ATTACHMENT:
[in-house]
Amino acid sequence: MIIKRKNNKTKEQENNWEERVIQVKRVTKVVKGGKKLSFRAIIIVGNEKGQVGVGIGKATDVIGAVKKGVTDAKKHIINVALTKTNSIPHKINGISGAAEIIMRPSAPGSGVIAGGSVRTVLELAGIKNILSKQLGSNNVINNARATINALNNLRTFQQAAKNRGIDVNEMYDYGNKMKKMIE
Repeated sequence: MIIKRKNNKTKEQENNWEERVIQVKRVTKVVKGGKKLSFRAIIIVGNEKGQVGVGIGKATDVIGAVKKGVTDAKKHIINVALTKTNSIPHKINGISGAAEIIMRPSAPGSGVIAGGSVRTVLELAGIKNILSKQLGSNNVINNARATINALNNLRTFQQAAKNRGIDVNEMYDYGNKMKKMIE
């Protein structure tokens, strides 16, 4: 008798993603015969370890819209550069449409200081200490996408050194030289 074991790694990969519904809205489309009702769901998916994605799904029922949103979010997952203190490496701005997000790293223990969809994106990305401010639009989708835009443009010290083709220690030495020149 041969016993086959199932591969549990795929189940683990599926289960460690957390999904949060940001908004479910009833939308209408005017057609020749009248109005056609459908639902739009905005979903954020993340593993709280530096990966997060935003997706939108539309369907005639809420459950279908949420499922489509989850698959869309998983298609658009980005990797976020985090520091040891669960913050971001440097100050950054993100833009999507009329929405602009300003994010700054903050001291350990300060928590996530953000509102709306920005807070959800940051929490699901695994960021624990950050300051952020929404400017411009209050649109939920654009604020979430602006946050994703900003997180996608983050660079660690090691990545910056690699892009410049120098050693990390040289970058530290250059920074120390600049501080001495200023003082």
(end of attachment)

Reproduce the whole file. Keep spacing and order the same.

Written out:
[in-house]
Amino acid sequence: MIIKRKNNKTKEQENNWEERVIQVKRVTKVVKGGKKLSFRAIIIVGNEKGQVGVGIGKATDVIGAVKKGVTDAKKHIINVALTKTNSIPHKINGISGAAEIIMRPSAPGSGVIAGGSVRTVLELAGIKNILSKQLGSNNVINNARATINALNNLRTFQQAAKNRGIDVNEMYDYGNKMKKMIE
Repeated sequence: MIIKRKNNKTKEQENNWEERVIQVKRVTKVVKGGKKLSFRAIIIVGNEKGQVGVGIGKATDVIGAVKKGVTDAKKHIINVALTKTNSIPHKINGISGAAEIIMRPSAPGSGVIAGGSVRTVLELAGIKNILSKQLGSNNVINNARATINALNNLRTFQQAAKNRGIDVNEMYDYGNKMKKMIE
């Protein structure tokens, strides 16, 4: 008798993603015969370890819209550069449409200081200490996408050194030289 074991790694990969519904809205489309009702769901998916994605799904029922949103979010997952203190490496701005997000790293223990969809994106990305401010639009989708835009443009010290083709220690030495020149 041969016993086959199932591969549990795929189940683990599926289960460690957390999904949060940001908004479910009833939308209408005017057609020749009248109005056609459908639902739009905005979903954020993340593993709280530096990966997060935003997706939108539309369907005639809420459950279908949420499922489509989850698959869309998983298609658009980005990797976020985090520091040891669960913050971001440097100050950054993100833009999507009329929405602009300003994010700054903050001291350990300060928590996530953000509102709306920005807070959800940051929490699901695994960021624990950050300051952020929404400017411009209050649109939920654009604020979430602006946050994703900003997180996608983050660079660690090691990545910056690699892009410049120098050693990390040289970058530290250059920074120390600049501080001495200023003082």